[Owasp-leaders] OWASP Core Values

Rex Booth rex.booth at owasp.org
Mon Jan 17 14:26:12 EST 2011

Bottom-up may work in some organizations where the leadership is able to 
define the culture, but we're not in a position to make such definitions 
in the population we're trying to influence.  Our target population is 
essentially the entire IT world.

As I said below, I agree that a multi-faceted approach is necessary - 
one where each component of our approach is built with a specific 
audience and purpose in mind.

<warning: nested tangents following>

With that in mind, I think our organization of projects, content and 
collateral  is too internally-oriented.
One of the elements missing from our project initiation template (as far 
as I can tell) is an "intended audience".  Look at our wiki for a great 
example.  Is the maturity status of a project really what first-time 
visitors are going to care about?  Why don't we instead consider 
organizing according to target audience?  Say something like executive, 
auditor, developer?  Doing so would not only help first time visitors 
quickly find what's most relevant to them, but also organize ourselves 
along this multi-faceted approach and help us better understand where we 
are focusing our efforts.

This speaks again to my earlier calls for OWASP to become more strategic 
in everything it does.  From distribution of funds, to where to focus 
project efforts, to where to focus geographically, we need to stop 
thinking like some sort of grassroots organization and start focusing 
our efforts where they will have the most impact.

Yes, our volunteers are grassroots, but that doesn't mean our 
organization can't think and orient strategically.  Individual 
contributions and thought leadership is still critical, but the board 
(or some form of leadership) needs to step up and start providing 
strategic guidance by prioritizing our projects, efforts and focus.

OWASP needs to move beyond a collection of projects and conferences, but 
it won't do so without focused leadership.



On 1/17/2011 11:46 AM, James McGovern wrote:
> 1.Bottoms up does actually work in “some” organizations where the 
> impediments of writing secure code have already been addressed through 
> other channels. For example, in my past employer developers were given 
> a certain portion of time where they could fix issues that they felt 
> were important. In shops where everything is managed (in the negative 
> sense) then the challenge of the developer doing the right thing is 
> reduced.
> 2.Gary McGraw acknowledged in the interview I did with him on the 
> Cigital podcast that the people adopting BSIMM were all executives who 
> came from a software development background. Sadly and increasingly, 
> more and more people who run IT don’t come from a software development 
> background and therefore other approaches may need to be employed. The 
> work that we do that isn’t developer-focused appeals to those who may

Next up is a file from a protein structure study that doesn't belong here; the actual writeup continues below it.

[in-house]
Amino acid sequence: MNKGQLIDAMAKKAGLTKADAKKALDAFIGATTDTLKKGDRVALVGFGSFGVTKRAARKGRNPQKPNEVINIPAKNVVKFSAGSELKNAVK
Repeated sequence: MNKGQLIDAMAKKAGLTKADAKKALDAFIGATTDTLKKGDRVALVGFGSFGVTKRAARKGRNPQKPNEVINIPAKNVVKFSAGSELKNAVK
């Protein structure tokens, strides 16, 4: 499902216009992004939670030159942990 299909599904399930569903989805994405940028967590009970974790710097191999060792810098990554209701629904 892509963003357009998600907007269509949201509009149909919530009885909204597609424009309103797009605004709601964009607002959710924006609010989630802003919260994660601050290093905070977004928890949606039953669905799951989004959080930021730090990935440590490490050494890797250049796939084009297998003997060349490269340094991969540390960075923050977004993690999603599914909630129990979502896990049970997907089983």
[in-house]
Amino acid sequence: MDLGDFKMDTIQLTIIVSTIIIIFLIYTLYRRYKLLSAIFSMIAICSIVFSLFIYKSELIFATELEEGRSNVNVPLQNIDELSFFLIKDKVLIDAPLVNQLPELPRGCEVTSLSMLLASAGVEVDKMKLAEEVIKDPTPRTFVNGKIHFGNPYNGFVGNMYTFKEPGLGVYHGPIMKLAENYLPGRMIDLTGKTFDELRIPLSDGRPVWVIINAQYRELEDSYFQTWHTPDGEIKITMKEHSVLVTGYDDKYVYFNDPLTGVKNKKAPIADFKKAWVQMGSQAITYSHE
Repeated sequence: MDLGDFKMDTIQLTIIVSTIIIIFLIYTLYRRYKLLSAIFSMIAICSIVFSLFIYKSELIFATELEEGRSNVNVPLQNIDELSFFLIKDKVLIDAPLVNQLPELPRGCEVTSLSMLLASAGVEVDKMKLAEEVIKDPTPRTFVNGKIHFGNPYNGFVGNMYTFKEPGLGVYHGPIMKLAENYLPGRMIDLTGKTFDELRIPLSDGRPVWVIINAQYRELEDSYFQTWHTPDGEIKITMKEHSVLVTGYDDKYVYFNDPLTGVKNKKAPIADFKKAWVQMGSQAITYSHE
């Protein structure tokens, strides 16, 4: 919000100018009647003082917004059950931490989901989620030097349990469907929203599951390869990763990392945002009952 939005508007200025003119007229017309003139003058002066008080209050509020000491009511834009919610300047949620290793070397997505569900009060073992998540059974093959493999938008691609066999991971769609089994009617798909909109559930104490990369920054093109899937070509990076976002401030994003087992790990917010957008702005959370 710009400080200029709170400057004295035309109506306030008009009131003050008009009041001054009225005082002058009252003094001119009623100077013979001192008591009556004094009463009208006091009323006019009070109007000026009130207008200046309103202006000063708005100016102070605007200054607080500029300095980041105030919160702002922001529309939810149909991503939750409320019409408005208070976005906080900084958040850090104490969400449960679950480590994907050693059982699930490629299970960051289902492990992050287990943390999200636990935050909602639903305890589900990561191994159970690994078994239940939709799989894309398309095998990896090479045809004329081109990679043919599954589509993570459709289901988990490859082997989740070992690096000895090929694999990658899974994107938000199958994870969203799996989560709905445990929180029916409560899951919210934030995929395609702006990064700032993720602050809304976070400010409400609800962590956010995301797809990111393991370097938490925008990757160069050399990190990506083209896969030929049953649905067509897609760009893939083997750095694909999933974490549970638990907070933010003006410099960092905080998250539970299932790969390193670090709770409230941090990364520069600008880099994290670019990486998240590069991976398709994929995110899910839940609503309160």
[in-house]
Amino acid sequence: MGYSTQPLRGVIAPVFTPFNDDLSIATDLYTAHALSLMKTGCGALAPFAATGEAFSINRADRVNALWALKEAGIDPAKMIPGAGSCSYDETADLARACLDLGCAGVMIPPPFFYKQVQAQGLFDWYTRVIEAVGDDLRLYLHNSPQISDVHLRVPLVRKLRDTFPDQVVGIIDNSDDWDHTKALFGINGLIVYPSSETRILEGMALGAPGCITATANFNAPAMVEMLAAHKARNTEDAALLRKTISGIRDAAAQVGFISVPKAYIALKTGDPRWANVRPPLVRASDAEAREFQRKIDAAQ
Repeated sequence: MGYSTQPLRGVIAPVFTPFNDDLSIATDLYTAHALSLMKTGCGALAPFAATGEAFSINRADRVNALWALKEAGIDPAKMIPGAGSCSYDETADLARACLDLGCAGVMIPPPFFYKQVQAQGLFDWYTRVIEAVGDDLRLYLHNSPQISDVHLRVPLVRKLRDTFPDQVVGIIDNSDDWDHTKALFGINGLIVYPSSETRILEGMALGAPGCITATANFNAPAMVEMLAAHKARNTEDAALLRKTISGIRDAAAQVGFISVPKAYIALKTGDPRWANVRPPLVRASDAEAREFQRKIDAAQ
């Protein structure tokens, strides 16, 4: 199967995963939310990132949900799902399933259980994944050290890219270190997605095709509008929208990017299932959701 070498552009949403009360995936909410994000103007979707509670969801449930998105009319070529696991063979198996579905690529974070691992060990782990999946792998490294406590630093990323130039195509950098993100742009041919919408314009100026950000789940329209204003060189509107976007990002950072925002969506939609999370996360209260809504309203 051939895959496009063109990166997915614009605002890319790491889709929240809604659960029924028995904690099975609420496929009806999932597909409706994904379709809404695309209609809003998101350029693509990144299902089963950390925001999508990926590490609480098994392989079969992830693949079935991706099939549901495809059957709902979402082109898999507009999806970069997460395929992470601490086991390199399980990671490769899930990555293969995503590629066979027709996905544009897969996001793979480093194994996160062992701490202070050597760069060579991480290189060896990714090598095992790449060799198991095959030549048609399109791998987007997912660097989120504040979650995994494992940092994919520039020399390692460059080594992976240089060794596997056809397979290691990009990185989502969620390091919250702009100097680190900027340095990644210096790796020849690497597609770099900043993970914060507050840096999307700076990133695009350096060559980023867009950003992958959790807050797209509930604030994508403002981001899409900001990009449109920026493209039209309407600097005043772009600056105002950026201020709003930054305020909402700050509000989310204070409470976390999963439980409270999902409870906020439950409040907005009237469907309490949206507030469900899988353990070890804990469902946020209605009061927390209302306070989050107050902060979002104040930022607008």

> be auditors which is a role that won’t get you to the CIO slot. The 
> gap here is one of not being able to think about finances and project 
> management and a few projects that help folks out in this regard may 
> be in order.
> 3.I really hate debates on top-down vs. bottoms-up as it only demands 
> someone to argue middle-out. With that being said, the distinction 
> that may be important to noodle is that developers can remediate 
> applications using frameworks but this doesn’t result in a sustainable 
> approach. Likewise, a CIO can use all that audit stuff but only has a 
> short lifespan which also doesn’t result in anything sustainable. The 
> folks with the right agenda who are responsible for sustainability is 
> the folks that do Enterprise Architecture and we have absolutely no 
> offering for them.
> *James McGovern
> *http://twitter.com/McGovernTheory
> *Virtusa **Corporation***
> *From:*owasp-leaders-bounces at lists.owasp.org 
> [mailto:owasp-leaders-bounces at lists.owasp.org] *On Behalf Of *Rex Booth
> *Sent:* Sunday, January 16, 2011 7:06 PM
> *To:* owasp-leaders at lists.owasp.org
> *Subject:* Re: [Owasp-leaders] OWASP Core Values
> I respectfully disagree.
> I think Mike is right in one respect: "What is the end result from a 
> developer's perspective that you're trying to achieve with something. 
> "  This is very true, and it's also why working security in through 
> grassroots and bottom-up approaches has failed time and time again - 
> and will continue to fail.
> Tools like ESAPI and other developer-oriented projects are necessary 
> and valuable components to our mission.  They clearly make it easier 
> for the developer to incorporate security into their application.  But 
> what happens when the developers simply don't care?  As Mike said, 
> unless it's a functional requirement, it's likely not going to get 
> their attention.
> The real driver for the widespread recognition of the need for 
> security is a top-down approach.  Working with the application owners, 
> standards bodies, and auditing organizations is absolutely key to 
> realizing our mission.  Those who dismiss such efforts are missing the 
> bigger picture and clearly don't understand the IT ecosystem outside 
> of the technical lifecycle.
> Is there room for improvement?  Absolutely.  But let's be respectful 
> of the wide variety of activities required by OWASP in order for us to 
> effectively pursue our mission - both technical and non-technical.
> Rex
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> OWASP-Leaders at lists.owasp.org
> https://lists.owasp.org/mailman/listinfo/owasp-leaders

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